Author Archives: Brent

About Brent

Assistant Professor of Computer Science at Hendrix College. Functional programmer, mathematician, teacher, pianist, follower of Jesus.

The chromatic number of the plane, part 3: a new lower bound

In my previous post I explained how we know that the chromatic number of the plane is at least 4. If we can construct a unit distance graph (a graph whose edges all have length ) which needs at least … Continue reading

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The chromatic number of the plane, part 2: lower bounds

In a previous post I explained the Hadwiger-Nelson problem—to determine the chromatic number of the plane—and I claimed that we now know the answer is either 5, 6, or 7. In the following few posts I want to explain how … Continue reading

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Iterating squared digit sum

Another fun fact I learned from John Cook. Let be the function which takes a positive integer and outputs the sum of the squares of its digits. For example, . Since the output is itself another positive integer, we can … Continue reading

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The chromatic number of the plane, part 1

About a week ago, Aubrey de Grey published a paper titled “The chromatic number of the plane is at least 5”, which is a really cool result. It’s been widely reported already, so I’m actually a bit late to the … Continue reading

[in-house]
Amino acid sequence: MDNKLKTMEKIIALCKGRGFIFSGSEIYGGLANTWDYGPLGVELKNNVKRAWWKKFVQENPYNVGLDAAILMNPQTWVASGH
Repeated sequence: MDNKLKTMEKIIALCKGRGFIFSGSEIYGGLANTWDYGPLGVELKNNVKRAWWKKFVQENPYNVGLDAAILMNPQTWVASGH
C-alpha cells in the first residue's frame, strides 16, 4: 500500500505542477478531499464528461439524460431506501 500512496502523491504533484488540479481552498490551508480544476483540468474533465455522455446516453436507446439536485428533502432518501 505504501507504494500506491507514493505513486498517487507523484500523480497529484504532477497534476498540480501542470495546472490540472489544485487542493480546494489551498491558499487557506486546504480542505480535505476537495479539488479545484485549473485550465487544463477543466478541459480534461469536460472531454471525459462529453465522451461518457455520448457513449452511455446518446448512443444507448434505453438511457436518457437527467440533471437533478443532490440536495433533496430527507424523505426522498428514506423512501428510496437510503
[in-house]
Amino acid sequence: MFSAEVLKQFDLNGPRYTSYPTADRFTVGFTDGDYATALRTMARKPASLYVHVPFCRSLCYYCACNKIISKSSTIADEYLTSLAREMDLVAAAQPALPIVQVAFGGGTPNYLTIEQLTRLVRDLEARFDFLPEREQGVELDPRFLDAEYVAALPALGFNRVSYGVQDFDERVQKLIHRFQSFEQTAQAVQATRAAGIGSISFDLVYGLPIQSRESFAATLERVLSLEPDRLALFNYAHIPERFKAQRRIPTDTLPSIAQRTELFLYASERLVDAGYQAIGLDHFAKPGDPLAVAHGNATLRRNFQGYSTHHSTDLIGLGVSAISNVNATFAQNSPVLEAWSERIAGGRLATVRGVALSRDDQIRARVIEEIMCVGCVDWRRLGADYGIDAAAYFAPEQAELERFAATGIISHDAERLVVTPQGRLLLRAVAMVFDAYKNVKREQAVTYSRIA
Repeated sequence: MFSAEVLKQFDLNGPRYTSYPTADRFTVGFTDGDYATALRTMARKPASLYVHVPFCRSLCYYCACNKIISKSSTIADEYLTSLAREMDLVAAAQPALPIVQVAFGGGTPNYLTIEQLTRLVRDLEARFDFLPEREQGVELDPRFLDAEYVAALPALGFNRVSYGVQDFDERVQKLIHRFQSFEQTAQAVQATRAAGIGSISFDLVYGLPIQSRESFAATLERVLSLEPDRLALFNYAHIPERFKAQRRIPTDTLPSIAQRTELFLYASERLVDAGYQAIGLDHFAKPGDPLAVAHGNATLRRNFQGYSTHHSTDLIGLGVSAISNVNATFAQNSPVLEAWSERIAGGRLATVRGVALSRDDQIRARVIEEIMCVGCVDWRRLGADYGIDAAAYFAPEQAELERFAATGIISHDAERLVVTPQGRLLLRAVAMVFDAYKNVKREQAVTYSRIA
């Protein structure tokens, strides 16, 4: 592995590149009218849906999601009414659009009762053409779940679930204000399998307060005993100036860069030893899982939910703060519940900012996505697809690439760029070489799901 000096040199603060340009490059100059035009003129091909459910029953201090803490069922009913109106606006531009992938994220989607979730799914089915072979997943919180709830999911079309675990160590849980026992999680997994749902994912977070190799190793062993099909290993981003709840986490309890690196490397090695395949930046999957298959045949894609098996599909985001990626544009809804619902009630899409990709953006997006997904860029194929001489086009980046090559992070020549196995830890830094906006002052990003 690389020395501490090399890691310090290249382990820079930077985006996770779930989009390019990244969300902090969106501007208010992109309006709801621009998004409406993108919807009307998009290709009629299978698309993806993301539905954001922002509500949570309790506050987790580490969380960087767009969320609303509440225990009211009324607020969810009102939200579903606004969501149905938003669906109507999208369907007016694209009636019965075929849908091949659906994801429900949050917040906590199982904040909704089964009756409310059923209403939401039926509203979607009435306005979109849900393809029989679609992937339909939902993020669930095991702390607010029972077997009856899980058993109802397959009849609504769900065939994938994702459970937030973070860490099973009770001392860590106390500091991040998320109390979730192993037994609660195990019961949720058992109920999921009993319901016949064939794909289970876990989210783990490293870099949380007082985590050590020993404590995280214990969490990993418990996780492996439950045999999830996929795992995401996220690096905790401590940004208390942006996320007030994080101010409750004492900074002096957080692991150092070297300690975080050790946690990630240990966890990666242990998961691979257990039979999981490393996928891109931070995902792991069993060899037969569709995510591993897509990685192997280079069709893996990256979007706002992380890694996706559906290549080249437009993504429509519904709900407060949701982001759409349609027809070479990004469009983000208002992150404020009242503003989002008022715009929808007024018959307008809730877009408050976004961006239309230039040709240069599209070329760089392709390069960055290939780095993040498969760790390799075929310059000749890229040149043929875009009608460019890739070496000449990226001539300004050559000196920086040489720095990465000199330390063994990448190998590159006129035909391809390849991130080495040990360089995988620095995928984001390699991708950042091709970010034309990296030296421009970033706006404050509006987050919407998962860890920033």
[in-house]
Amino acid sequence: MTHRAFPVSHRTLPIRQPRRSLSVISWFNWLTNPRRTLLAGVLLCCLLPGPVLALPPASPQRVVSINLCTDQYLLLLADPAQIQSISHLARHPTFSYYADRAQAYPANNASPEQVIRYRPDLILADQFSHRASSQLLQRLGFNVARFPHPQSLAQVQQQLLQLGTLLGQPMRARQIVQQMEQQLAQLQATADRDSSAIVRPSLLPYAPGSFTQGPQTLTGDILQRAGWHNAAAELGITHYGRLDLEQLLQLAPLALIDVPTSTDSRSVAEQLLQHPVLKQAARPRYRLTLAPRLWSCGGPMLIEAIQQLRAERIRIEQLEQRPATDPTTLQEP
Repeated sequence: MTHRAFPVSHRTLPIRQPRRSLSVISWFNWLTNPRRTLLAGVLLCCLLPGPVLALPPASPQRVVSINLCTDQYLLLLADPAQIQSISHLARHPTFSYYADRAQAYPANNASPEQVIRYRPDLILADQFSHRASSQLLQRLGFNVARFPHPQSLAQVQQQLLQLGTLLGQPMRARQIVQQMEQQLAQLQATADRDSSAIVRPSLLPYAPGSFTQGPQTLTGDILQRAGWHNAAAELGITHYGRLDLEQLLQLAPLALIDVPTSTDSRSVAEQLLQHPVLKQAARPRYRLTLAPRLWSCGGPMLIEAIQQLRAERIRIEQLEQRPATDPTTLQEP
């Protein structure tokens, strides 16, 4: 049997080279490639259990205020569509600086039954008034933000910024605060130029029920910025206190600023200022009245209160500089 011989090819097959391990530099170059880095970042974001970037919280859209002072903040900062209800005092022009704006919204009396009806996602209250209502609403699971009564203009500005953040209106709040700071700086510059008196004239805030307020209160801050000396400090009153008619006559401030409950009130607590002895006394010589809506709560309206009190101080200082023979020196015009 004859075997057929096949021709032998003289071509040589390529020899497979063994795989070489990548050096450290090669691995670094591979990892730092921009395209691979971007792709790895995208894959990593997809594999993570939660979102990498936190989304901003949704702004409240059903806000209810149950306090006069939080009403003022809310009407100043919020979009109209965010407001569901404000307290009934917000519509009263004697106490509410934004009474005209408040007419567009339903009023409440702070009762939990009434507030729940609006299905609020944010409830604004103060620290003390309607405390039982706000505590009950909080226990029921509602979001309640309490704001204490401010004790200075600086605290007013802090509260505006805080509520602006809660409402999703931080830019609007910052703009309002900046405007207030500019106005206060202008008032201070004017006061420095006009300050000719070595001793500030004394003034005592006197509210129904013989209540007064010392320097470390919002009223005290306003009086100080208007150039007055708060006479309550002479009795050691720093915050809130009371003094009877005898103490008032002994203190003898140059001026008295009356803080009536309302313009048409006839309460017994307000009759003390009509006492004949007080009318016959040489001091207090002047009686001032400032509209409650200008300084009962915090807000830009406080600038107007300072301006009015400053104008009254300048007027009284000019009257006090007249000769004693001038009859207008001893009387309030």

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More on sums of palindromes

In my previous post I reported on a recent proof that every positive integer can be written as the sum of three palindromes. The first thing to report in this follow-up post is that Lewis Baxter sent me the Python … Continue reading

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Every positive integer is a sum of three palindromes

I recently learned from John Cook about a new paper by Javier Cilleruelo, Florian Luca, and Lewis Baxter proving that every positive integer can be written as a sum of three palindromes. A palindrome is a number that is the … Continue reading

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Why drawing orthogons is hard

We’re nearing the end of this little diversion on orthogons. We now know that orthogons are in 1-1 correspondence with orthobraces, and we can efficiently generate orthobraces. The only thing left is to find a way to turn orthobraces into … Continue reading

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